The Carpenters: “Goodbye to Love”
After a few strike-outs, Edith finally finds happiness in an older disabled veteran and starts saying stuff like: “Something happening in this house is actually about me!” It doesn’t take long for that Gypsy curse to stick it to poor Edith once again; this time, her fiance breaks up with her AT THE ALTAR! If this was Mary, she would have cut all her hair off and then thrown herself on some train tracks, but not Edith. This girl knows what defeat feels like and it feels like home. Who better to explain that feeling than the saddest singer ever, Karen Carpenter? Edith could have written “Goodbye to Love” herself, a song about giving up on love and moving onto more productive pursuits. “So I’ve made my mind up, I must live my life alone and, though it’s not the easy way, I guess I’ve always known.” Who needs men, when you can start writing a feminist newspaper column?
Joan Jett: “Bad Reputation”
Speaking of feminism, Sybil is the resident troublemaker of the bunch. She wants to vote. She wants to learn how to cook. She treats the servants like human beings. And the coup de grace, she loves a good pair of harem pants and isn’t afraid to show it. Her family is outraged by her whole women-can-do-things-too attitude and they warn her about what people might think or say about her. Sybil’s response can be best expressed through the vocal stylings of Miss Joan Jett.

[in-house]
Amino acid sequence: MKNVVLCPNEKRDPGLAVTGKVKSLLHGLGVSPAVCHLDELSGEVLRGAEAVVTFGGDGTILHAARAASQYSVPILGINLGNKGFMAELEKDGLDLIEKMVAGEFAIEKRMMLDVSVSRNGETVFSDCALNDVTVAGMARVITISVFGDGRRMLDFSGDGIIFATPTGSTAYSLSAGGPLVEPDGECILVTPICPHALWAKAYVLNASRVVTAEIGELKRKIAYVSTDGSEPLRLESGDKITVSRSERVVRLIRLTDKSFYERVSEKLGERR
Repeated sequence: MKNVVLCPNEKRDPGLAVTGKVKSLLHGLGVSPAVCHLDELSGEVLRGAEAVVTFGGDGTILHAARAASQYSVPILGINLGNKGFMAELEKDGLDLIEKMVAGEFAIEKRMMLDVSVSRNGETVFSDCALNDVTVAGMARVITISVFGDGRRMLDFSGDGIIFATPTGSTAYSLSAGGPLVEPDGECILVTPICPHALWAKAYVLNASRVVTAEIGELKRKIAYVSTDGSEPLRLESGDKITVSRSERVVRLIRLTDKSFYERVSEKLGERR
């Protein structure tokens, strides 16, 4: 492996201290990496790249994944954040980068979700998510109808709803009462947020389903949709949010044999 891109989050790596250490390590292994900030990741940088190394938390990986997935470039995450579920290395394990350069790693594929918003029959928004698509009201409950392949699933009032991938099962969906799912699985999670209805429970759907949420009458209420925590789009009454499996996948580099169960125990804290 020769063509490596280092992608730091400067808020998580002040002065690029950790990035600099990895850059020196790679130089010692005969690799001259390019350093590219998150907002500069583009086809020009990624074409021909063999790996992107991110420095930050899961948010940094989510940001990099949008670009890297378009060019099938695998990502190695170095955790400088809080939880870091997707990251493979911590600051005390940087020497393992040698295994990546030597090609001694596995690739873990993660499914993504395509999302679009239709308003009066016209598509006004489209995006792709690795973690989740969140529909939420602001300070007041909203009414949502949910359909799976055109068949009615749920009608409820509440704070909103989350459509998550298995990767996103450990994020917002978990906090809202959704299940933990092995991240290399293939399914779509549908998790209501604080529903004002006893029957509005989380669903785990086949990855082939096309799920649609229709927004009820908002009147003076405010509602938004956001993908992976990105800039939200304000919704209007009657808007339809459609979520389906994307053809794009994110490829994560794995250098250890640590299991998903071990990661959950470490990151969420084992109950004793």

Madonna: “Papa Don’t Preach”
By Season 2, Sybil is a nurse, changing lives for the better while wearing a super stylish head wrap. In her free time, she almost kisses the Irish chauffeur a bunch, like that “Kiss the Girl” rowboat scene from The Little Mermaid on repeat. They eventually get around to tongue wrestling, which leads to taking off into the night, family feuds, wedding bells and getting knocked up. Throughout this whole process, her father huffs and puffs, threatens to disown her, and is generally a snob and a half. Good-natured Sybil pleads for some understanding and acceptance without much luck. Madonna feels her pain generations later.
Elton John: “Candle in the Wind”
Oh, god. No. It can’t be! Some rare disease called eclampsia killed the most sympathetic and fashionable Crawley! Pregnancy is the worst. So is the doctor who advised not to treat her symptoms. I would write more, but I’m too busy ugly crying and beating my chest so I’ll let Elton speak for me.
The Dowager Countess is the Sun and everyone else is Pluto (i.e. they don’t even count). Armed with the finest lopsided hats and the most barbed tongue in the land, she runs everything and she’s not afraid to let you know. Also, she’s not available to hang out with you this weekend cause she doesn’t even know what that is. Unlike the other Downton characters, Violet doesn’t change from season to season. Birth, death, war, social upheaval, and prostitutes working as maids all have come to pass over three years of Downton, yet nothing can shake the diva off this brick house of a sister who is doin’ it for herself. Let’s all be more like Violet starting right now.
Commodores: “Brick House”
Eurythmics & Aretha Franklin: “Sisters Are Doin’ It for Themselves”